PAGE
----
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San Francisco: Prevention Efforts Ignore Late-Night Crowd, Study Finds

February 19, 2003

Prevention messages are failing to reach those men who engage in the late night party and play scene, where an alarming number of gay and bisexual men are using drugs and engaging in unsafe sex, according to a new study released by the San Francisco health department.

The "Party and Play Study," looked at HIV risk in a late night population in San Francisco. The study examined the sexual behaviors and drug use of 391 individuals: 356 men who have sex with men and 35 male-to-female transgenders. Researchers spent six months, from September 2000 to April 2001, interviewing the men and women. Researchers talked to people found between the hours of midnight and 4 a.m. in streets, cruising areas, bars, dance clubs, and public sex environments in the Castro, Mission, Polk, and South of Market neighborhoods.

Over a third of the men reported injecting drugs within the past three months. And 84 percent said they had used a non-injected drug within the same time period. Of those studied, 69 percent were HIV-negative, 24 percent were known positives and 7 percent tested positive for the first time.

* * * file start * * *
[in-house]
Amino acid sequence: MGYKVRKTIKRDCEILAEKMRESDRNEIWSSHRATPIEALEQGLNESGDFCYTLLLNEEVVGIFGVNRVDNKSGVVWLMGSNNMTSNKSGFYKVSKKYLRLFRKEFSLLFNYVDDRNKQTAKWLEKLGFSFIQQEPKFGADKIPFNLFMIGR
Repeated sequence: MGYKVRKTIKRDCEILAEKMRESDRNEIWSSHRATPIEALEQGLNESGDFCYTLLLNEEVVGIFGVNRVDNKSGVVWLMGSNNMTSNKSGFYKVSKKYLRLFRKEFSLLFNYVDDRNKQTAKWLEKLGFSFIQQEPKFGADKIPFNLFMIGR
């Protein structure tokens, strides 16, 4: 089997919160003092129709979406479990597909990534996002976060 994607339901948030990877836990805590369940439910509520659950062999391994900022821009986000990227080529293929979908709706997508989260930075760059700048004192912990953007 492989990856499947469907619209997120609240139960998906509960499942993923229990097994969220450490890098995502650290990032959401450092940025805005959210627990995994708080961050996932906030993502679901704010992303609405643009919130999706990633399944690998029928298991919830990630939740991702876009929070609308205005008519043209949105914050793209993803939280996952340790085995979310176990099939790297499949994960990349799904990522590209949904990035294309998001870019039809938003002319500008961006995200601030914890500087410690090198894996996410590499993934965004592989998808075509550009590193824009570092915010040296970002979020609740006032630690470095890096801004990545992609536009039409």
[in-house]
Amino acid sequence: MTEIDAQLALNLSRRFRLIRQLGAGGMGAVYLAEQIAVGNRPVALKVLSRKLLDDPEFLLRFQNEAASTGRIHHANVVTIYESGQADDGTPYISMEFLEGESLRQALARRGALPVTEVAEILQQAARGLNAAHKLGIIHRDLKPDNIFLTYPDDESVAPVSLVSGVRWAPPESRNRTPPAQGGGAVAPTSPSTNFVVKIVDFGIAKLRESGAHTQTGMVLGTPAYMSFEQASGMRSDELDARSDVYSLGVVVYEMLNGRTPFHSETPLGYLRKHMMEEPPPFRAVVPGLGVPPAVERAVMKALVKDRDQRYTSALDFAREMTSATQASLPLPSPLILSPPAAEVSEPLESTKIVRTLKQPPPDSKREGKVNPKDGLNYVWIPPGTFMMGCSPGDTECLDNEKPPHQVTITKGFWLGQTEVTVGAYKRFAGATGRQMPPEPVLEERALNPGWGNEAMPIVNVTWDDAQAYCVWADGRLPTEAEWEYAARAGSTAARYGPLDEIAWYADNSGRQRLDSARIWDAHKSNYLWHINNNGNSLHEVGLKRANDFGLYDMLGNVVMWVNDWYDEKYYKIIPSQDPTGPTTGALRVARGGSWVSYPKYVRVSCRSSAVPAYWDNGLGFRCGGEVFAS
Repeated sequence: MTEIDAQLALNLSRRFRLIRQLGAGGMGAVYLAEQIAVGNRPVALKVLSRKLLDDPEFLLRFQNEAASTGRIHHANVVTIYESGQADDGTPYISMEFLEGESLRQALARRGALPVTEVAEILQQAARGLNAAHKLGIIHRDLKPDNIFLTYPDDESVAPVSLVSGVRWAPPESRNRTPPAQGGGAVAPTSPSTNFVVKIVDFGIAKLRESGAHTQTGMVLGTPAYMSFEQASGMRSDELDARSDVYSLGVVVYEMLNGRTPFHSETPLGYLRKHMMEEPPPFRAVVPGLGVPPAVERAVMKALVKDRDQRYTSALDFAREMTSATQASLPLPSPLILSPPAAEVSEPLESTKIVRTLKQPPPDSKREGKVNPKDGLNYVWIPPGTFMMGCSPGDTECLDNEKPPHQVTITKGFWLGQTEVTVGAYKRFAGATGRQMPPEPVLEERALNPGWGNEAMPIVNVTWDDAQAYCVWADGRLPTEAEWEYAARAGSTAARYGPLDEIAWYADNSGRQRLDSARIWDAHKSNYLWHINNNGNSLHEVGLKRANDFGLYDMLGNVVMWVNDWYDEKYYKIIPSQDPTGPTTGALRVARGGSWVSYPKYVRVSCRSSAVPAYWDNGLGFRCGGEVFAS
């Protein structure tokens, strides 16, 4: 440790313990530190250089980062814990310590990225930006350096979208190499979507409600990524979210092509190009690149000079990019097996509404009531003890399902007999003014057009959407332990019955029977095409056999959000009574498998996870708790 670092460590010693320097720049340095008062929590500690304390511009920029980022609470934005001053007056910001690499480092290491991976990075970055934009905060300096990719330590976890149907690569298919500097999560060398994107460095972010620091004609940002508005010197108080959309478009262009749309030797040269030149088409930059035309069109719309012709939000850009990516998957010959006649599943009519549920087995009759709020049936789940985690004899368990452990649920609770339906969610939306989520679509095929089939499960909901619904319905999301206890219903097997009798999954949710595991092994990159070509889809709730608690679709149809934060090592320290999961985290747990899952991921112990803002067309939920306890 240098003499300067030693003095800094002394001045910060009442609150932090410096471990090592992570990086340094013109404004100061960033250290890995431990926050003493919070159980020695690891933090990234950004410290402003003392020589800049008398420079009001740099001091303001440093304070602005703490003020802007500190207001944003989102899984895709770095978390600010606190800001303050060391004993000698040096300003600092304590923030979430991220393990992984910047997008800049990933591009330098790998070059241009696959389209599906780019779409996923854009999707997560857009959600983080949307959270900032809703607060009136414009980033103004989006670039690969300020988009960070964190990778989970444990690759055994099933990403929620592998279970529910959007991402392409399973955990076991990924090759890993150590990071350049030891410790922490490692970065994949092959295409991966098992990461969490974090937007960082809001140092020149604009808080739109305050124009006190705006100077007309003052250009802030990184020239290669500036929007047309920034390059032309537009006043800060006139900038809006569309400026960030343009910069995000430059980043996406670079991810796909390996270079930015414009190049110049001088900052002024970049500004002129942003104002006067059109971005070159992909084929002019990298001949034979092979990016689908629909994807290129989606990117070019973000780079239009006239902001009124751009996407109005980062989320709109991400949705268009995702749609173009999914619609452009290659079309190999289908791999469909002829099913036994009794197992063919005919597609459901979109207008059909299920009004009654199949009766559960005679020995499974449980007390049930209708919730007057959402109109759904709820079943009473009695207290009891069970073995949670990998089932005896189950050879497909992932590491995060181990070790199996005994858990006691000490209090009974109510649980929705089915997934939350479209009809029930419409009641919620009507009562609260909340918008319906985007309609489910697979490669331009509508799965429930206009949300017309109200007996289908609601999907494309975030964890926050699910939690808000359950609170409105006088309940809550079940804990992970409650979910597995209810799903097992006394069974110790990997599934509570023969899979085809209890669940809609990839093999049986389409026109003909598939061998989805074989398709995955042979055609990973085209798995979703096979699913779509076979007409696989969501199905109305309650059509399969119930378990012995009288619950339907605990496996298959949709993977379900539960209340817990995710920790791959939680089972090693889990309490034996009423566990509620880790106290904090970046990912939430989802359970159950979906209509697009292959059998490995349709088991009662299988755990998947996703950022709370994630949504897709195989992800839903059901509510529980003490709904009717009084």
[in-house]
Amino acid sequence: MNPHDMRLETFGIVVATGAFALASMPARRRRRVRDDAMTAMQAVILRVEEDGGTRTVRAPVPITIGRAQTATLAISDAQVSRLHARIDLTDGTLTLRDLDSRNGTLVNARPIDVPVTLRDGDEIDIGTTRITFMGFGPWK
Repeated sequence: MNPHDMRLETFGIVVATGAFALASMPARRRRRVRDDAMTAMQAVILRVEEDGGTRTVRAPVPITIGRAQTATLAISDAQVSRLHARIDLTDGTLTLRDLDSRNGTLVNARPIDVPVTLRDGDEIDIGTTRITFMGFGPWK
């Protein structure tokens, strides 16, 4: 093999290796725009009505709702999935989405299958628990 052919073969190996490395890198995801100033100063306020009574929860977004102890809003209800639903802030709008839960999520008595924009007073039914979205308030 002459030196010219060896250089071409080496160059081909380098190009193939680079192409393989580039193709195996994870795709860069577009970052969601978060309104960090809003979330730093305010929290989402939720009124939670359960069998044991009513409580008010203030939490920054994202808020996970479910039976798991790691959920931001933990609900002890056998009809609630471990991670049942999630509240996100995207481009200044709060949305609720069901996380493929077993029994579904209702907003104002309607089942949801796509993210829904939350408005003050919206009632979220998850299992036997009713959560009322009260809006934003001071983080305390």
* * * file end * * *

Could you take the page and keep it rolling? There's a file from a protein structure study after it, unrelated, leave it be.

The study also found that out of 192 men who were bottoms [receptive partners] during sex, 67 percent said they did not use condoms. Out of 247 men who were tops [insertive partners], 64 percent said they had not used condoms. A majority of men also said they had unprotected anal sex with a partner of unknown HIV status: 84 out of 138 tops and 65 out of 107 bottoms.

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While 82 percent of the participants said they had seen condoms when they were at a club or bar, only 56 percent of those men had taken condoms.

"Our data suggests HIV prevention efforts do not appear to be reaching this population, especially first-time positives," said Mike Pendo, an HIV researcher in the Department of Public Health AIDS Office, who helped author the study.

Back to other CDC news for February 19, 2003

Previous Updates

Adapted from:
Bay Area Reporter (San Francisco)
02.06.03; Matthew S. Bajko



  
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This article was provided by CDC National Prevention Information Network. It is a part of the publication CDC HIV/Hepatitis/STD/TB Prevention News Update.
 

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